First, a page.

So yes, I remember it. Mostly because I didn’t see it. I wasn’t in Cornwall, for a start, and hadn’t been for many years (holidaying as a child). I was in London, working for Imperial Cancer Research Fund, which later became Cancer Research UK. And I was probably the only person in the building, everyone else having rushed out to Lincoln’s Inn Fields to see whatever the weather permitted of the eclipse. Why? I was on the phone to some other luckless, totality-deprived individual, trying to get a handle on his or her IT-related problem. No, of course I don’t remember what the problem was: if it was a helpdesk day, it could have been anything. So my view of the eclipse was basically that of darkness suddenly descending on Kingsway: apart from the speed of the descent, it looked much like any winters evening looked from my office, except that I didn’t have to wait for dawn next day to see daylight again. My daughter, who was with her mother  in Austria, did rather better.

Ah, you may say, but you’re in Cornwall now, so you must have seen the Aurora Borealis? Well, I did go out at a ridiculous hour of the morning in the hope of seeing it, but I didn’t see the amazing displays people in Cornwall had actually seen the night before. Because it was an amazingly clear night, I did take some photographs anyway, and because the phone needed exposures of several seconds, I did get to see some effects I hadn’t seen with the naked eye: a mysterious green aura over the nearest large town, and a halo round the moon. Here they are, but they’re hardly prizewinning photos.

Well, I promised you disappointment, and I always keep my promises. I can only say that some of the other photos were even duller. Perhaps I should have tried for a video or two, since I couldn’t realistically do time-elapsed stills.

David Harley

New book and album

For quite a while I’ve been threatening the world with a book based on my Tears of Morning album, on which nearly all the content has a Shropshire connection, including some settings of verse by Housman. The first version went onto the back-burner when I excised one of the appendices and gave it its own book (The Vanes Of Shrewsbury), which essentially provides historical and personal commentary on Shrewsbury as illustrated by my late uncle, Eddie Parker. I then veered into other projects, including a book on Nashville tuning for guitar and a new edition of my verse collection from the 1980s Suite in Four Flats (and a Maisonette).

Now, however, the Tears of Morning book (now renamed So Sound You Sleep) is available, like the other three, as a paperback and as an eBook for Kindle.

How Sound You Sleep tells the stories behind the songs on the album Tears Of Morning, which comprises songs and settings of poetry with a (sometimes tenuous) connection to Shropshire and the Welsh Marches. Several of the poetry settings are from Housman’s ‘A Shropshire Lad’.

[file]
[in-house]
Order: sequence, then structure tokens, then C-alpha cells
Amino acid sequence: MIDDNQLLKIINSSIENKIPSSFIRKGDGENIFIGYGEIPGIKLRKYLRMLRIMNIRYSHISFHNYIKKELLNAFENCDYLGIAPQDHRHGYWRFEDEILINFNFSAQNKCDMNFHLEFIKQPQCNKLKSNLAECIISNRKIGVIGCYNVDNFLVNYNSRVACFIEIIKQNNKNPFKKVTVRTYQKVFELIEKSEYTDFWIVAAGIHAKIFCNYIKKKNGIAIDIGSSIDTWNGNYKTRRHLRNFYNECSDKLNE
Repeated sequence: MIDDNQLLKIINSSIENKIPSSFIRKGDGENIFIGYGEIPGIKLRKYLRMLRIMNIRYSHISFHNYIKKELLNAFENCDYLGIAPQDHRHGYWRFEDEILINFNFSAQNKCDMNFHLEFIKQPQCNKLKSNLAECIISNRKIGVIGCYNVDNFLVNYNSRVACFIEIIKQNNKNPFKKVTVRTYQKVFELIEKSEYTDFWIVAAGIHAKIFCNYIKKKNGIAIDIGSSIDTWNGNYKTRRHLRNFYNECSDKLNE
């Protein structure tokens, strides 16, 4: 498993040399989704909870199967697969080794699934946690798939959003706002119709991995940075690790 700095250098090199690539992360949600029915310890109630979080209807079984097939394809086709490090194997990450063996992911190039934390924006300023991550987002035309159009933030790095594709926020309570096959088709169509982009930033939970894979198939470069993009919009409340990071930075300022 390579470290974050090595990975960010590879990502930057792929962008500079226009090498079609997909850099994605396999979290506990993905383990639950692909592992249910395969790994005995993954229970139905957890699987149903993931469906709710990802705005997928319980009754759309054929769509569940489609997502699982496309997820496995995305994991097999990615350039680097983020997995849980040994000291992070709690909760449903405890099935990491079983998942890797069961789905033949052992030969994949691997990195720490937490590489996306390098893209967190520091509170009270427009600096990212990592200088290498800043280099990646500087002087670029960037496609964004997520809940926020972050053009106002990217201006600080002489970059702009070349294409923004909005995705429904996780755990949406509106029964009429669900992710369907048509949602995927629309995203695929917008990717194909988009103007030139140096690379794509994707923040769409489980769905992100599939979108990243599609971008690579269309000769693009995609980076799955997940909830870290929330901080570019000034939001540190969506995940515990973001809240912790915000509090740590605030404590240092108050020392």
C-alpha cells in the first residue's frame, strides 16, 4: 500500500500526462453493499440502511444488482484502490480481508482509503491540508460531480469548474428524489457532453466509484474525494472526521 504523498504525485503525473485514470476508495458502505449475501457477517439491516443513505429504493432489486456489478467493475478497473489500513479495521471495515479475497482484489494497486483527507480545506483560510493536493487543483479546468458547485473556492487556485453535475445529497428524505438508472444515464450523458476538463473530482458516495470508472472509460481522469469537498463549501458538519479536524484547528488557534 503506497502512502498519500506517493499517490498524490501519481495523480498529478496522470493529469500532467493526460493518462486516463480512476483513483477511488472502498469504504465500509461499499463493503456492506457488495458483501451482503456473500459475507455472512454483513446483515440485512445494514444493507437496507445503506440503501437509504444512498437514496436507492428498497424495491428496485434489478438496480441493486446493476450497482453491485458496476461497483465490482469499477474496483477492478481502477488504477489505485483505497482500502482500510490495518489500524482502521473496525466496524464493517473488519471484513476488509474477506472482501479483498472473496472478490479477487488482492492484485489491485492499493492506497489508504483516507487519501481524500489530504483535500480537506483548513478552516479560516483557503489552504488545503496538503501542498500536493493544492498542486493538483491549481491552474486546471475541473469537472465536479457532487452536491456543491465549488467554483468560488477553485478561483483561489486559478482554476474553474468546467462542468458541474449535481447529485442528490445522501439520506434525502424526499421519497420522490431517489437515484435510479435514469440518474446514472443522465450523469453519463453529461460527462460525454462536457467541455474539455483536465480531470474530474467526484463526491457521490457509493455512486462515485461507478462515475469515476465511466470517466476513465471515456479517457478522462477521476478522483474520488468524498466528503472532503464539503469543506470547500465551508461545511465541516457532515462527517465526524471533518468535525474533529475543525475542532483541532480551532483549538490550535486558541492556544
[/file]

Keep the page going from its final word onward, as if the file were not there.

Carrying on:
The book contains copious commentary and information on the historical, traditional, musical and/or biographical background to the songs and poems on the original album, especially the settings of verse by Housman. However, it also includes a lot of additional material relating to other songs and settings, in many cases with a Shropshire connection that is even more tenuous. Not all the additional Housman settings, for example, are from A Shropshire Lad.

An updated version of the original album – called So Sound You Sleep – More Tears of Morning – features many more tracks in order to reflect the content of the book. There are links to each of the tracks in the book: while I’d be very happy if you bought the album, you don’t have to buy it to listen to the individual tracks. 🙂

(All of my books – well, those that are still available, including some ancient security books – can be found here, and all my current albums are on Bandcamp.)

Thanks to Kate Morley for the cover art and to Denise Lewis of the Memories of Shropshire Facebook group for permission to use a photograph of her great-grandmother, Ellen Hughes, who told a story to the writer Ida Gandy that was the starting point for one of my songs.

David Harley

Epitaph on an Army of Mercenaries

From the forthcoming album, an expanded version of the Tears of Morning album to go with the upcoming book. I’ve recorded it before, but this version is heavily edited and remixed with copious synth.

This 1917 poem by Housman refers to the British Expeditionary Force, which German propagandists referred to as ‘mercenaries’ because at the outbreak of war, Britain’s army consisted of professional soldiers rather than conscripts or the later volunteers of ‘Kitchener’s Army‘. The BEF was practically wiped out by 1916. I find it hard to empathise with either Housman’s or Kipling’s imperialist sympathies, but the poem does have power. I hope my arrangement does it justice.

From ‘Last Poems’, by the way, not ‘A Shropshire Lad’.


More Tears of Morning – Rain

I’ve now started uploading some tracks for the enhanced (hopefully) version of the Tears of Morning album, to go with the book – almost finished. This is one of two versions of Rain that will be added to the new version. The song is (probably) the first song I wrote and kept, from the late-ish 1960s/

This is an a cappella version, the other version will be a video capture including guitar.